Scots delegation visits earthquake-hit Christchurch
A delegation from the Scotland squad has visited Christchurch to donate money to the city's earthquake appeal.
Scotland were meant to play Argentina there in a Pool B match, but February's 6.3 magnitude tremor badly damaged the recently upgraded AMI Stadium.
The game has since been switched to Wellington, but Scotland coach Andy Robinson visited Christchurch to present a cheque for £45,000.
Robinson said: "It would have been great to have been playing our game here."
The money was raised at a Hearts and Balls send-off dinner in Glasgow for the Scotland team prior to their departure for New Zealand.
Robinson and Scottish Rugby Union president Ian McLauchlan led a six-man delegation to make the donation and to witness the effects of the earthquakes of 4 September, Boxing Day and 22 February.
The disaster claimed 182 lives and caused billions of pounds' worth of damage.
City officials estimate 1,000 buildings in the central business district alone will need to be demolished.
The Scotland party, which included captain Alastair Kellock and prop Euan Murray, took part in a number of community events and a skills session with children and young adults directly affected by the earthquake.
"To go and see the damage that has taken place, to hear some of the stories of people that have been involved in the earthquake, the suffering they've gone through and loss of life," explained Robinson.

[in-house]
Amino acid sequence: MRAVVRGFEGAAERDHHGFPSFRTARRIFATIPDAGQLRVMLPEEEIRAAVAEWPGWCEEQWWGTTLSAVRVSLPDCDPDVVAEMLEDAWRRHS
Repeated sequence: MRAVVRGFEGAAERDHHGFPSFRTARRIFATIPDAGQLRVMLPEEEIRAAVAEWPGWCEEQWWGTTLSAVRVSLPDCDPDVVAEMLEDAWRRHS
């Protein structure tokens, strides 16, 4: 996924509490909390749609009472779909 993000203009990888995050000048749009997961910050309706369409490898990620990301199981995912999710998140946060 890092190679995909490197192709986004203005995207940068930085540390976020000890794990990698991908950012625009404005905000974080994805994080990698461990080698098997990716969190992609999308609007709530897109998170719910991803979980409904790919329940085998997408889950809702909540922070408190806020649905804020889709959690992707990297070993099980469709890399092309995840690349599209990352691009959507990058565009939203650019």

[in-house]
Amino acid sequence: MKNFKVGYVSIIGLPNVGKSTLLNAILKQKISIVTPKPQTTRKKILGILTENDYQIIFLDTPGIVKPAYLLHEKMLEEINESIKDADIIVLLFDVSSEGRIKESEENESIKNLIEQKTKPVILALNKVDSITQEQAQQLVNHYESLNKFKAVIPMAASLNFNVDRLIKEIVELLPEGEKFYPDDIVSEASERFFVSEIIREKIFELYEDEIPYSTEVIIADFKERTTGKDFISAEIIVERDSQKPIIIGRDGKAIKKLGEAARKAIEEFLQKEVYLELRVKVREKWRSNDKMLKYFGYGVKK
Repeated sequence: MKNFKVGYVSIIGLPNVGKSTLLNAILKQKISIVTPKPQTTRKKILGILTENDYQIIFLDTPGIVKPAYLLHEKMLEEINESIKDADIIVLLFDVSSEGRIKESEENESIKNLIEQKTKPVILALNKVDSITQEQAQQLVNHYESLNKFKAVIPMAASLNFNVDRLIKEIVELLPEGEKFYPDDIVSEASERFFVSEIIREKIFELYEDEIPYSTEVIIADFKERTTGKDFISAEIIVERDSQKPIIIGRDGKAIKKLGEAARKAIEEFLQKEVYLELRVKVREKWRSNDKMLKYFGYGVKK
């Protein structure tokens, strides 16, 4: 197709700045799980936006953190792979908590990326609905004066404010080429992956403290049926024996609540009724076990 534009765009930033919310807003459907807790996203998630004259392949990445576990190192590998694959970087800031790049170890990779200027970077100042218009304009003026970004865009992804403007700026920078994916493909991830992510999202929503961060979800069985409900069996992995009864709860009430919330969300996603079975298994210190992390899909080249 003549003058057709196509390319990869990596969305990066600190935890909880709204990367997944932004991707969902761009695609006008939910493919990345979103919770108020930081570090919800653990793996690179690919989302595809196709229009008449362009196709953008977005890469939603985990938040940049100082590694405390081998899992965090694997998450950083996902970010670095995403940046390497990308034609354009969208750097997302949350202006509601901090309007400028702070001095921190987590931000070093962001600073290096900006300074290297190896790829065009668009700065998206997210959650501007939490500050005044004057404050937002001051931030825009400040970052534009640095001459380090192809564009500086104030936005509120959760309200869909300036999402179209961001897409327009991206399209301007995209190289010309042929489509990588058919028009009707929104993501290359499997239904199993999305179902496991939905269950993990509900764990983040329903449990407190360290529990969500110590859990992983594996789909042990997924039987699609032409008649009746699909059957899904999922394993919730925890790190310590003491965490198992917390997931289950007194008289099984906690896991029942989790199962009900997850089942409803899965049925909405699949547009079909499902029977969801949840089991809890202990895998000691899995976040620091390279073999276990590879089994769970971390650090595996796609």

"It's been pretty incredible to think of the suffering that's gone on through 45 seconds of devastation."
The Scots visited the AMI Stadium, formerly known as Lancaster Park, on which £31m had been spent on improvements prior to September's earthquake.
"It's a very special place to play sport," said Robinson of the stadium, which may yet be demolished as the two main stands have sunk into the ground.
"Looking around, it looks like a fantastic stadium and, for people to gear up for a World Cup and for it to be taken away from them through no fault of their own, is a real shame."
McLauchlan felt it was important Scotland made a contribution.
"It's a token really of how the Scottish people feel for the people of Christchurch," said the former Scotland and British and Irish Lions prop.
"It's desperately sad for the people who own homes and who live in an area, where they're just not sure what's going to happen next."
The funds could be used to help sporting development in the city.
"If it brings forward a couple of All Blacks, great," added McLauchlan. "It would be absolutely wonderful."